TESMI is: spiced, clarified butter (GHEE) that’s used in Ethiopian and Eritrean cuisine. It’s made by simmering butter with a variety of spices, including garlic, ginger, and sometimes onions. The resulting product is a flavorful, aromatic fat that’s used to cook all sorts of dishes, from stews to vegetables to meats. It adds a ton of flavor to the food and is an essential ingredient in many Ethiopian and Eritrean recipes.
Tesmi is typically made with butter from cows or goats, and it’s clarified by simmering the butter until the milk solids separate and can be removed. This process results in a clear, golden-colored fat that has a higher smoke point than regular butter, making it ideal for cooking. The spices used to make tesmi vary by region and personal preference, but some common ones include fenugreek, cumin, cardamom, cinnamon, cloves, and black pepper.
So, in addition to its use in cooking, tesmi is also sometimes spread on injera (the traditional flatbread of Ethiopia and Eritrea) and eaten as a snack or appetizer. It can also be used as a dipping sauce for bread or as a drizzle for roasted vegetables. And some people even use it as a hair and skin moisturizer because of its nourishing properties! 🧴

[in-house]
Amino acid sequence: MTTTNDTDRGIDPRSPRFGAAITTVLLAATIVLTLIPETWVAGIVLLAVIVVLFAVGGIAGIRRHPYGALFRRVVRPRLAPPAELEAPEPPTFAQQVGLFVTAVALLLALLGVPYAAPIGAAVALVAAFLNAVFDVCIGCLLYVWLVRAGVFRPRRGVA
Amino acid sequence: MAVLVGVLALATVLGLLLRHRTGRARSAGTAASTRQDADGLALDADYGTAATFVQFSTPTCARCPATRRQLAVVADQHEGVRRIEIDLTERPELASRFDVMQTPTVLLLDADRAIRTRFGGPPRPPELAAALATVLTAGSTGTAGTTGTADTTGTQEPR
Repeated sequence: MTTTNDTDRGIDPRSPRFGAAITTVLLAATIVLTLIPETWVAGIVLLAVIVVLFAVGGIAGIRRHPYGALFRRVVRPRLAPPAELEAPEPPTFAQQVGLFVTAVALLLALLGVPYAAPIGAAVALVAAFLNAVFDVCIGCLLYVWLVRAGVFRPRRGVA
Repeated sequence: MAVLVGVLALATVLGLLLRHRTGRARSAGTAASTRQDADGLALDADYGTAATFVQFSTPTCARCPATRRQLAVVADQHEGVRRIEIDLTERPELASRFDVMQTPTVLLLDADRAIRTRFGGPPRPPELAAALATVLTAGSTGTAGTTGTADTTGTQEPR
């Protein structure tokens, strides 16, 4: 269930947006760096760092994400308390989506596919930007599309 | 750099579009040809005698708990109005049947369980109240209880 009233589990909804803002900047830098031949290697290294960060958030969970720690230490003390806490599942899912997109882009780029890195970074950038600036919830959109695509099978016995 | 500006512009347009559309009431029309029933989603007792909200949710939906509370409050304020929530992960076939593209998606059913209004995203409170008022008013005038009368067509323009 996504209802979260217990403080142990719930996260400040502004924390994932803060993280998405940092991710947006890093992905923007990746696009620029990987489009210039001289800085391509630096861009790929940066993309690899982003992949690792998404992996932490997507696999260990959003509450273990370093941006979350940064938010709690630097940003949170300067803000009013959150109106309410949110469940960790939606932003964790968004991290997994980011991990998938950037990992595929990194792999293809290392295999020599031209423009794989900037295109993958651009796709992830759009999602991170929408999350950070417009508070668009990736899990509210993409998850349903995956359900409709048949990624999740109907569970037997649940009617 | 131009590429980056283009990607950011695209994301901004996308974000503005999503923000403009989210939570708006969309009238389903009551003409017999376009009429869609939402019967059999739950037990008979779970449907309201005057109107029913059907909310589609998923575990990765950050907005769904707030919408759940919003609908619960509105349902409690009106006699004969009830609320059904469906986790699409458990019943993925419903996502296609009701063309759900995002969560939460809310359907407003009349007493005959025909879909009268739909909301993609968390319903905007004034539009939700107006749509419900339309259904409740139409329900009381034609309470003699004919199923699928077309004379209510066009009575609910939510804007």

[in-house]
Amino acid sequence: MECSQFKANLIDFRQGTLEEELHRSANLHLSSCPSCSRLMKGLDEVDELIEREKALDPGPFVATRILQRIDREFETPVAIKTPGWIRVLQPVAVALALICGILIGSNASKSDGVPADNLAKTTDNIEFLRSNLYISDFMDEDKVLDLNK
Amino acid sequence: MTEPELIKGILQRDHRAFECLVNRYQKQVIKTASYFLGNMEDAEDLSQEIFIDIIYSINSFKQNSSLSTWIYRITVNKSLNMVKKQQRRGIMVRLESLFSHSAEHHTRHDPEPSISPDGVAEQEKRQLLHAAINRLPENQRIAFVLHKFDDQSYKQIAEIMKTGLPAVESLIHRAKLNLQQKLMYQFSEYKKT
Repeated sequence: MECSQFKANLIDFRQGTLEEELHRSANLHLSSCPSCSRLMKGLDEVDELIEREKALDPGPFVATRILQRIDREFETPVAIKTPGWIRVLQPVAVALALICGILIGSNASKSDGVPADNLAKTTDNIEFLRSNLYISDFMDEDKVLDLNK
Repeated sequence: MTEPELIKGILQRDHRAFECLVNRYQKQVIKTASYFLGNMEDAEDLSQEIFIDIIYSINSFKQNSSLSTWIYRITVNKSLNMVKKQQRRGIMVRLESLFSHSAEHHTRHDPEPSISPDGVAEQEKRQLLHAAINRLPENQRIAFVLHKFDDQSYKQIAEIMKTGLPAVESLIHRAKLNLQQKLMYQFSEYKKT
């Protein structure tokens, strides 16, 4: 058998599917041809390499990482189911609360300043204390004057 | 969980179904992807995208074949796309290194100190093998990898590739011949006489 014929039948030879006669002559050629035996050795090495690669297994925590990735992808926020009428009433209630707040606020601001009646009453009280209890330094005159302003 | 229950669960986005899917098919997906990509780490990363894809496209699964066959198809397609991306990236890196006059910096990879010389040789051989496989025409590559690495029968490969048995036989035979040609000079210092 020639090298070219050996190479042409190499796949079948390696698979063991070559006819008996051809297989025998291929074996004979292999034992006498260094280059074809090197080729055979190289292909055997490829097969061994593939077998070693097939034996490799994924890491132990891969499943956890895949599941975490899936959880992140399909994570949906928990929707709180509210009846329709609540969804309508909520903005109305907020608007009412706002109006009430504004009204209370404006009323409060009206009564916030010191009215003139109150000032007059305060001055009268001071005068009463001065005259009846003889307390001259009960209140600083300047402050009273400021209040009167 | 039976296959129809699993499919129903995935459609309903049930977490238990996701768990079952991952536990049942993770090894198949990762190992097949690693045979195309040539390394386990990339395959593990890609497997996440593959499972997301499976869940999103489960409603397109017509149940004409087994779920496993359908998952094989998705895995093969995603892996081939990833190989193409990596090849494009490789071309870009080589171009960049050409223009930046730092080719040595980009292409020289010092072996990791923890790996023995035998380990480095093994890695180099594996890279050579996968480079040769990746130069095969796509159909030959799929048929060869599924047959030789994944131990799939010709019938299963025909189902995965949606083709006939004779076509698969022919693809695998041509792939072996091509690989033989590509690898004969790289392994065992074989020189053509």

It can last for up to a year if stored properly in a cool, dark place. The spices in the tesmi act as a natural preservative, and the clarified butter doesn’t spoil like regular butter. It may even get better with age, as the flavors develop and deepen over time!
The exact spices used in tesmi vary by region and household. Some people use only a few spices, while others use many. It’s really up to personal preference. Some popular spices in addition to the ones I mentioned are turmeric, fennel, nutmeg, and black cumin. And sometimes, people add berbere (a spice blend used in Ethiopian and Eritrean cooking) to give the tesmi a kick of heat!
tesmi has been an integral part of Ethiopian and Eritrean cuisine for centuries. It’s believed that tesmi originated in the Ethiopian highlands, where cattle were domesticated and where butter was a prized commodity. In the traditional Ethiopian and Eritrean diet, dairy products like butter and milk were valued for their nutritional value, and tesmi was used to preserve butter and add flavor to dishes. It was also considered a luxury item, and it was associated with hospitality and generosity.
Over time, tesmi evolved from being a simple way to preserve butter into a culinary art form. Different regions of Ethiopia and Eritrea developed their own unique blends of spices to flavor the tesmi, and the technique for making tesmi became more sophisticated. Nowadays, tesmi is a staple in Ethiopian and Eritrean households and restaurants, and it’s an essential part of many traditional dishes. Without tesmi, many Ethiopian and Eritrean dishes would simply not be the same.
Tesmi Habesha, East African Seasoned Ghee, The first original “Tesmi” with Premium Dutch Butter